Safety first is the name of the game

PUBLISHED: 11:09 23 February 2006 | UPDATED: 09:40 06 May 2010

The Operation Golf team

The Operation Golf team

Comet reporter NICOLA BASTENDORFF goes out on patrol in Stevenage town centre with officers from the emergency services and government departments as part of Operation Golf IMAGINE it is a busy Saturday afternoon. You are shopping and a fire breaks out.

A BB gun which was on sale in the town centre

Comet reporter NICOLA BASTENDORFF goes out on patrol in Stevenage town centre with officers from the emergency services and government departments as part of Operation Golf

IMAGINE it is a busy Saturday afternoon. You are shopping and a fire breaks out. The only way out for you and many other customers is the emergency exit pictured, left.

This is just one of the worrying sights which met fire officers during Operation Golf in Stevenage town centre last Thursday.

Imitation grapes which were confiscated

The purpose of the event was to make retailers aware of the dangers of storing stock and rubbish in front of fire escapes.

Six premises could face formal action as a result of what was found last week. Thirty shops had problems with blocked fire exits.

Station commander Dave Stokes of Stevenage fire station used to check fire escape routes on his own, but when he had started the shops would ring round and exits would be cleared by the time he got to their shop.

This bigger operation means he has police officers with him which he finds empowering.

As well as police, environmental health officers from Stevenage Borough Council, trading standards officers, the Benefits Agency, and Revenue and Customs also took part.

As a result two illegal immigrants were found working and have now been detained, one premises was found not to be VAT-registered and one person was found illegally claiming benefits while working.

Mr Stokes found many retailers guilty of his pet hate which is internal fire doors propped open with door wedges and other items.

He found fire extinguishers which had not been tested within the last year and one was found to be empty.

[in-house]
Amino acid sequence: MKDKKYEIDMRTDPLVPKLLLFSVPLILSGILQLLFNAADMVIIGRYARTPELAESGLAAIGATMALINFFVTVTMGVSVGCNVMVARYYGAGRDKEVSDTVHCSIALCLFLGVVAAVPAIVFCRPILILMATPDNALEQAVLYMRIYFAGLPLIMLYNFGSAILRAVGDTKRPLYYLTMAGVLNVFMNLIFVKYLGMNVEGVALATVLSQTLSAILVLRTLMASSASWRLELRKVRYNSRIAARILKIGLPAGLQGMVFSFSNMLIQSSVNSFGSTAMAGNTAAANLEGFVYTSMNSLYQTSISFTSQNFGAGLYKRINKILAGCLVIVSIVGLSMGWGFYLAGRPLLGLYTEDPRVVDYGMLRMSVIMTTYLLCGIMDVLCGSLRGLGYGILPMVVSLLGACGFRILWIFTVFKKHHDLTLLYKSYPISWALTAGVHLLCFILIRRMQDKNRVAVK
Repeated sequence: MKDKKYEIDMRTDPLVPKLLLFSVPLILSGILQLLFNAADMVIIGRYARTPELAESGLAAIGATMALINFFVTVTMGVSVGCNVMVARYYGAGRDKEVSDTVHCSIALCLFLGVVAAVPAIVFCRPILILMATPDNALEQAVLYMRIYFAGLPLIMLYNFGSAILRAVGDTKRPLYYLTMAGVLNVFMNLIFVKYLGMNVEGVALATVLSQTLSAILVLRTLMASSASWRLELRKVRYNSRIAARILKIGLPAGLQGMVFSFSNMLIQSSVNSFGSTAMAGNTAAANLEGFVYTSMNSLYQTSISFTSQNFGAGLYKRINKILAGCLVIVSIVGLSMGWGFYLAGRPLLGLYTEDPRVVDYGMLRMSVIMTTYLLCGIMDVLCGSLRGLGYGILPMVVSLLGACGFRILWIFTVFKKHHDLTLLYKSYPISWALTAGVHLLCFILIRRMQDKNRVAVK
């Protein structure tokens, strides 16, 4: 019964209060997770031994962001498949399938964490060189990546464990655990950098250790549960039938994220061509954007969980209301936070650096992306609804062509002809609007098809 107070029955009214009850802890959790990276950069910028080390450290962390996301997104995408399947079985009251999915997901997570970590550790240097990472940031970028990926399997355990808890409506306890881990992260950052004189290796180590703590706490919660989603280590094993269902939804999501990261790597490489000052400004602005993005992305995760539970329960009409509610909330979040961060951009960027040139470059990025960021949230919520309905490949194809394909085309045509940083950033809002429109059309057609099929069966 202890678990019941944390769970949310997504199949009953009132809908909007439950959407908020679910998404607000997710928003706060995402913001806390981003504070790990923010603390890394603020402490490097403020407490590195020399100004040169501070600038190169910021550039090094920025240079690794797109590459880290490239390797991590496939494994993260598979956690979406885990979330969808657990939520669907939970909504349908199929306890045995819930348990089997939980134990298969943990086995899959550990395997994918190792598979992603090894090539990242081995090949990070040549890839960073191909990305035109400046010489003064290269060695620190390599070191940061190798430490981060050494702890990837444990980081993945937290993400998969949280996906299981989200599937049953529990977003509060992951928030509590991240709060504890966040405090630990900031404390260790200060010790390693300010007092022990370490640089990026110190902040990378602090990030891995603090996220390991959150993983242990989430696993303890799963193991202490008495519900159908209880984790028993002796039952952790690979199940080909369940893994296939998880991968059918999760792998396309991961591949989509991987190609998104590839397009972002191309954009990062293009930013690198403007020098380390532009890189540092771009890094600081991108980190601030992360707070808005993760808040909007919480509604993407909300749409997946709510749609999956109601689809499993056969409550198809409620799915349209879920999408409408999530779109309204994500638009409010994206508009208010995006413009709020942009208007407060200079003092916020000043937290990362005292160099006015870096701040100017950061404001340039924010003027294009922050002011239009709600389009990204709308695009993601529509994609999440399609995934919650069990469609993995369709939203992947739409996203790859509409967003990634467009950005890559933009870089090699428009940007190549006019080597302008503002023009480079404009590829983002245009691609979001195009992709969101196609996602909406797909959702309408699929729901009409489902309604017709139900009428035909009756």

In one shop the fire exit sign pointed through to the back of the shop and once out the back the next sign pointed out onto the shop floor again (where the fire could be).

Alex Lang from Stevenage Borough Council's environmental department said: "The event did highlight the inexperience of some managers who had no idea of their responsibilities in law with regard to the safety of their staff and general public while on their premises."

Chief Insp Dean Patient visited one shop which legally sells imitation guns.

Just last Monday a 16-year-old boy was arrested after buying a fake gun and pointing it towards people in the town centre so Chief Insp Patient is keen to make sure shops do not sell the items to under 18s.

He also said he would like to see shopkeepers asking themselves if it is morally right to sell such items at all.

The imitation guns weren't seized but imitation grapes were! Trading Standards removed the imitation food from a shop for tests.

The grapes should not be sold because young children could think they are real and put them in their month and choke.

During the operation trading standards also found incorrect labelling of pet food, the sale of suspect fragrance and the sale of counterfeit batteries and mobile phones.

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